Academic journal article Journal of Information Technology Education

Beyond Access: An Analysis of the Influence of the E-Rate Program in Bridging the Digital Divide in American Schools

Academic journal article Journal of Information Technology Education

Beyond Access: An Analysis of the Influence of the E-Rate Program in Bridging the Digital Divide in American Schools

Article excerpt


E-Rate--more precisely, education rate--was enacted as part of the Telecommunications Act of 1996 and a new aspect of universal service programs in the U.S. (Bertot, 2000). The goal of E-Rate is to provide connectivity to network services through universal service principles as presented in Sec. 254 (b) of the Telecommunication Act of 1996:

   Quality services available at just, reasonable, and affordable
   rates, access to advanced services, access in rural and high cost
   areas, equitable and nondiscriminatory contributions from all
   telecom service providers, access to advanced telecommunications
   services for schools, health care, and libraries, and
   technology-neutral principle (not to promote the attainment of
   universal service through any particular telecom technologies)

In the past, universal service has ensured affordable telephone services in rural communities. Recognizing the growing importance of new technologies and the Internet to improve education, the U.S. Congress voted to create E-Rate and provide up to $2.25 billion annually in discounts on telecommunications, Internet access, and internal networking to American schools and libraries. The program's expectation is to "help open new knowledge, learning and education to all Americans--rich and poor, rural and urban..." (Education and Library Networks Coalition [EdLiNC], 2003).

According to the Center for Children and Technology (2001), while technology holds great potential to help teachers and administrators overcome inequities in the classroom or the school system, it can also perpetuate and amplify existing inequities. A similar concern, the issue of digital divide in general, has been a perennial debate. Whether or not the digital divide has been bridged by increasingly wide-spread access to information technologies remains controversial (Flamm, 2004; Jung, Qiu, & Kim, 2001).

This paper, therefore, examines the influence that the E-Rate program has had on educational equity over the past seven years (1998-2005) since the endowing of the first grants from the E-Rate program, and how effective the E-Rate program has been in teaching and learning environments. Educational equity involves engaging in proactive action to provide opportunities to all groups in society to ensure equitable educational opportunities for students' success without discrimination.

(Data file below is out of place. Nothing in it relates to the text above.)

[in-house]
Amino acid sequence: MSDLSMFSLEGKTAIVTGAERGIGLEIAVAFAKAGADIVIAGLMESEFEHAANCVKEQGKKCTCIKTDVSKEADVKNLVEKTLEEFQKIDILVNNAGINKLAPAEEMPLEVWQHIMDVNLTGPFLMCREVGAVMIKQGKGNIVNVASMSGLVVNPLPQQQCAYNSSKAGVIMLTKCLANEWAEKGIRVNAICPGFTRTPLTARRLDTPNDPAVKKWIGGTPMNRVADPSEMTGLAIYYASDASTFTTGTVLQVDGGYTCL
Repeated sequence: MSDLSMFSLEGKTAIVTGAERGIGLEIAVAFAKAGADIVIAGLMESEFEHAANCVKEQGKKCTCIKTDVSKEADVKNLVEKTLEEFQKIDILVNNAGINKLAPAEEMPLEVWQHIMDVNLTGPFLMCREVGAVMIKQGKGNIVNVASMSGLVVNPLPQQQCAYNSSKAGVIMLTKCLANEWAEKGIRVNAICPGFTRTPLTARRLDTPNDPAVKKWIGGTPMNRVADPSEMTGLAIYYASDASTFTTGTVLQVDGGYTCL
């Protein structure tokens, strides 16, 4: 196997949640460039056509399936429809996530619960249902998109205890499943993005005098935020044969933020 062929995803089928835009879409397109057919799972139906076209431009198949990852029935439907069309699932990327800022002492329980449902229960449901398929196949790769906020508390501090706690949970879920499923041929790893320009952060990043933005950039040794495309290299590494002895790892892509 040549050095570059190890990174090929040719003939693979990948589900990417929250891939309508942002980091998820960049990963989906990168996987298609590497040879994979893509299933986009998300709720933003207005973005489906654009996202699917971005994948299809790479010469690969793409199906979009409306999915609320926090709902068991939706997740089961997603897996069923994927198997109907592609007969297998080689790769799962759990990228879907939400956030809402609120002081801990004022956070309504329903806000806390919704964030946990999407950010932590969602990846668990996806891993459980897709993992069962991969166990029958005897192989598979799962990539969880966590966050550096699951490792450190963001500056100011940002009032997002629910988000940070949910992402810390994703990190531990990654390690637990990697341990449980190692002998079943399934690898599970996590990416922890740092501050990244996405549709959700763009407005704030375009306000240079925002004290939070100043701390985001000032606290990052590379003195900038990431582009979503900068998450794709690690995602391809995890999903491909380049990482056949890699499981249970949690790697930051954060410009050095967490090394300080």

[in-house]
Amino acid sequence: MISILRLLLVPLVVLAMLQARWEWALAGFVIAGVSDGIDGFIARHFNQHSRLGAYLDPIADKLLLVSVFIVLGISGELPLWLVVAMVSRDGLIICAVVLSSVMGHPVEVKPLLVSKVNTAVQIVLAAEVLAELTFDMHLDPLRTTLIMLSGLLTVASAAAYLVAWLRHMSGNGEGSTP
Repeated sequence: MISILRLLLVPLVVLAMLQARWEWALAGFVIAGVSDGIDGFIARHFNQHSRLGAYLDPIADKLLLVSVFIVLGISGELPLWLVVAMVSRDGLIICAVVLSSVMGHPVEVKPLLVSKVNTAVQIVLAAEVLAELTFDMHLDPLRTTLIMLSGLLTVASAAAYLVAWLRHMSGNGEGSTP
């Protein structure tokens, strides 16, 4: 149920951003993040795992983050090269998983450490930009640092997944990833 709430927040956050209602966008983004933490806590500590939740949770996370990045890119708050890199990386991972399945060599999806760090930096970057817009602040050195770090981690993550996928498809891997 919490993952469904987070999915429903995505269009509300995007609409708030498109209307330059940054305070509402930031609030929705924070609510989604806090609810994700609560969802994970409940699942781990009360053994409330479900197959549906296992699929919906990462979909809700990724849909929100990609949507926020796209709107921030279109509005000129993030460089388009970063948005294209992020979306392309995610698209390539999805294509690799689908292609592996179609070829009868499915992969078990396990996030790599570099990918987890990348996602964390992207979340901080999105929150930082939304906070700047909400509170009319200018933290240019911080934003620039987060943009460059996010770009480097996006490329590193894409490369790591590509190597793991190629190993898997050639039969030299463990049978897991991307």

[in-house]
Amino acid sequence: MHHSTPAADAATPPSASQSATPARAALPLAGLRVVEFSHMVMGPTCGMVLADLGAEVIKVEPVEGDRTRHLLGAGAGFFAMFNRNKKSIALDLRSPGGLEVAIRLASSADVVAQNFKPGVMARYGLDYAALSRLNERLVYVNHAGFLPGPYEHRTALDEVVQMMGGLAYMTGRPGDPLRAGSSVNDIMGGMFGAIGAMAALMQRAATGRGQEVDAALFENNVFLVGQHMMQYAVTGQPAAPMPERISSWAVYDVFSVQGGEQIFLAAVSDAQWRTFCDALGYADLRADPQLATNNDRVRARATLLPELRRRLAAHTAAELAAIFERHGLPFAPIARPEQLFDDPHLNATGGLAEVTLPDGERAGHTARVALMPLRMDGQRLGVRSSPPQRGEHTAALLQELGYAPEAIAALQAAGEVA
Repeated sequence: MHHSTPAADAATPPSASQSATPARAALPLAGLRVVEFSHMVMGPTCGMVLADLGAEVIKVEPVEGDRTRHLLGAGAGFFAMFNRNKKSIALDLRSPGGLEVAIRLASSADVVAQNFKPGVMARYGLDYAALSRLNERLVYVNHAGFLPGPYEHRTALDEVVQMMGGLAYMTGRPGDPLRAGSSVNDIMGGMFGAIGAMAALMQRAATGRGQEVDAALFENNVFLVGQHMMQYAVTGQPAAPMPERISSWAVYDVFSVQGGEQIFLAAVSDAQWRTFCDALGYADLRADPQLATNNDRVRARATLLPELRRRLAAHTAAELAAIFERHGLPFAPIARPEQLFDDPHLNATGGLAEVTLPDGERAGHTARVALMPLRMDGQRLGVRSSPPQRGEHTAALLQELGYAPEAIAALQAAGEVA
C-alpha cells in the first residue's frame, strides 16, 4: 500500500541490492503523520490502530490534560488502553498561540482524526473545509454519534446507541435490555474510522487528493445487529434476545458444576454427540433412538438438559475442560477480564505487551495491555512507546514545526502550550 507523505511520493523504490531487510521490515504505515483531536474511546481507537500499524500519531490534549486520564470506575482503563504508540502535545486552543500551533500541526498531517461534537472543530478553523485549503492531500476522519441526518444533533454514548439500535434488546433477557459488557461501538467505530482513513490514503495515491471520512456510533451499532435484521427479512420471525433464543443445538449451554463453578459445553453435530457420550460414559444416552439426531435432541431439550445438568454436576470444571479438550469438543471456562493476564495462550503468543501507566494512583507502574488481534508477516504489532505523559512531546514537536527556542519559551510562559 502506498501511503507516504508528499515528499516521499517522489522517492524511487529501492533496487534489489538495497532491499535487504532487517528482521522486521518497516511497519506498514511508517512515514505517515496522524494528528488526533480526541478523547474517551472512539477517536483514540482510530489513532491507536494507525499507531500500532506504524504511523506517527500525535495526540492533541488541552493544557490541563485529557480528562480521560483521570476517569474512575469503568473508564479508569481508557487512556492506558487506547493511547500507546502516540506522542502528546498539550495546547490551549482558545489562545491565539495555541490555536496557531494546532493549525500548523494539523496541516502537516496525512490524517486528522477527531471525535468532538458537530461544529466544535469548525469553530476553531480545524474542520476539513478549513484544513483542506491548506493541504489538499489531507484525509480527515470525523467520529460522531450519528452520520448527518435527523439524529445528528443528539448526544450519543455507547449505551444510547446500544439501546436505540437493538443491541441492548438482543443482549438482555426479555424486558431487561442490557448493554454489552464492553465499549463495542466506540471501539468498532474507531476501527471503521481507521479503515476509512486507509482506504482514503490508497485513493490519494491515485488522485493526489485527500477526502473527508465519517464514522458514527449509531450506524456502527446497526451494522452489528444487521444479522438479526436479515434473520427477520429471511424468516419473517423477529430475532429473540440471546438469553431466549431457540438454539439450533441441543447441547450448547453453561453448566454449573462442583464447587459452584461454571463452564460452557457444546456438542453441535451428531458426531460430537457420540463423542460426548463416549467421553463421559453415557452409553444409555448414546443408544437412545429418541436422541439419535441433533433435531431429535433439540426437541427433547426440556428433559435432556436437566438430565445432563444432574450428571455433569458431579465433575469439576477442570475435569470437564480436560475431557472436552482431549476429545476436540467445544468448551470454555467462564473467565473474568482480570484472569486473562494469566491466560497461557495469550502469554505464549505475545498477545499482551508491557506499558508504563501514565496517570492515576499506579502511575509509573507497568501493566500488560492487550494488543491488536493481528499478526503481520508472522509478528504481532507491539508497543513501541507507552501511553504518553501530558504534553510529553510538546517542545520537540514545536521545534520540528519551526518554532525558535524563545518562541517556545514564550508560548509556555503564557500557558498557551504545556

The next section reviews the literature that deals with E-Rate, its impacts, and introduces E-Rate in more detail. Research questions are derived from the literature on various issues in the E-Rate program. Research methodology includes the rationale for adopting a qualitative analysis, research design, and data collection procedures. Findings through interviews, a document analysis, and discussion appear afterwards, followed by conclusions.

Literature Review and Research Questions

E-Rate provides discounts ranging from 20% to 90% to applicants in rural and urban areas. Larger discounts go to those applicants deemed economically disadvantaged based on the percentage of students eligible to participate in the federal school lunch program. According to section 254 of the Telecommunication Act of 1996, all telecommunications carriers providing interstate telecommunications services and certain other providers of interstate telecommunications are required to contribute to the federal universal service support mechanisms as outlined in 47 U.S.C. [section] 254(d) (

The Schools and Libraries Corporation (SLC) was established to administer E-Rate, and in 1999 changed its name to the Schools and Libraries Division (hereinafter SLD) of the Universal Service Administrative Company (hereinafter USAC; This company's guideline articulates the core features of the program as supporting "connectivity--the conduit or pipeline for communications using telecommunications services and/or the Internet. …

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